Chris Lew Kum Hoi
February 15, 2013
Chris is an actor in the A World Elsewhere season.
I wanted to meet Chris as I had been impressed by his stage magnetism in The Orphan of Zhao. Completely immersed in the world of the play throughout, it is as the Ghost at the end that he makes an impassioned plea for the love denied him by his father. Then in the public understudy performance he played the role of the Orphan, investing it with a natural dignity that testified to his princely birth.
This is Chris' first job since leaving Drama school. He is appearing in the three plays that form the A World Elsewhere season. These plays look at China, Russia and Italy during Shakespeare's lifetime. He was interested in being part of the company when he knew that The Orphan was the first Asian-written play the RSC had performed, using various source texts in translation.
Chris tells me his mother is Spanish Philippine and his father Mauritian Chinese so he sees this play as taking him back to his historic roots, although he never knew his Chinese grandfather.
Chris was born and educated here. It was Polka Theatre who provided him with his first experience of live performance when he was taken, aged eight, to Beowulf. 'I was fascinated by how the monsters were created,' he says.
He was fortunate in encountering some passionate teachers of Shakespeare. This he feels is essential if you are to have a positive response as a youngster. In Year 7 he was made aware of The Tempest by watching a video adaptation. He says that when image and word are linked it makes for easier reception of the text. At 14 he saw Patrick Stewart in an RSC Tempest on tour.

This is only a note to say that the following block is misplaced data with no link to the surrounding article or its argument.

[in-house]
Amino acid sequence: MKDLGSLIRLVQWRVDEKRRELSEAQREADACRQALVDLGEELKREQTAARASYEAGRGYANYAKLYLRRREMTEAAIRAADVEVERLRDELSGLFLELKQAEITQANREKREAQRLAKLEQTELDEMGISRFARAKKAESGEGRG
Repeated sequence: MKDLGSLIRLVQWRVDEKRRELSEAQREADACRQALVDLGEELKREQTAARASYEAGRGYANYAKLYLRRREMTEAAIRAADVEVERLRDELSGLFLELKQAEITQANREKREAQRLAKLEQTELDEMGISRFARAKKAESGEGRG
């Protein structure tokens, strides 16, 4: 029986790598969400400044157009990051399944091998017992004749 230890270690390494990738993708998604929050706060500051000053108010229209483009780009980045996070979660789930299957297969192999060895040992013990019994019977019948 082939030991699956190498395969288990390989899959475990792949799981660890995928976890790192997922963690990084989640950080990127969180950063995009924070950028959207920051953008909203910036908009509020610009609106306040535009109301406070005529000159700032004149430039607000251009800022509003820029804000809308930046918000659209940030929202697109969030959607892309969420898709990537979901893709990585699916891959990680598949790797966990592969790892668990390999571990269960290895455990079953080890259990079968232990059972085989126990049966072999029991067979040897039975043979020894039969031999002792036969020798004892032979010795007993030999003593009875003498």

He thinks that in class, character can appear to be fixed and set ideas about character can be imposed. Seeing a performance can open minds to other interpretations of character. He studied Macbeth for GCSE and went on to do A Level Performing Arts. He was in a school production of Romeo and Juliet and Othello at Sixth Form College.
He did a foundation year at RADA and then studied at Guildhall. It was here that he really made discoveries about Shakespeare's language, learning to be at ease with the iambic pentameter in performance and realising that different characters have different language. Here at the RSC he has been working on The Orphan with Greg Doran.
'Although not in verse, Greg helps an actor find the poetry of the language. It is like a long poem and you learn with Greg where to highlight the language.'
Chris had not worked on a thrust stage before so this is an important step in his development as an actor. And the thrust suits this play well where characters formally introduce themselves to the audience.
In Boris Godunov, working with Michael Boyd, the actors were aware of its parallels to Shakespeare's Histories and Macbeth, but at the same time the production was to reflect the controlling autocracy still present in modern Russia. The relevance of a play to a modern audience is of course part of the RSC ethos in Shakespearean production.
Now in rehearsal with Roxana Silbert for A Life of Galileo, he is again exploring the concept of power and its effects. Working on these plays will be a formative experience for Chris.
Which Shakespearean plays would he like to be involved in, I ask him. He is attracted by Othello and the concept of a man in an alien world, he says.
He confesses to preferring tragedy to comedy but at this stage of his development he is more than happy working with three charismatic directors, exploring the imaginative world of these plays and being part of an ensemble in doing so.
by Viv Graver
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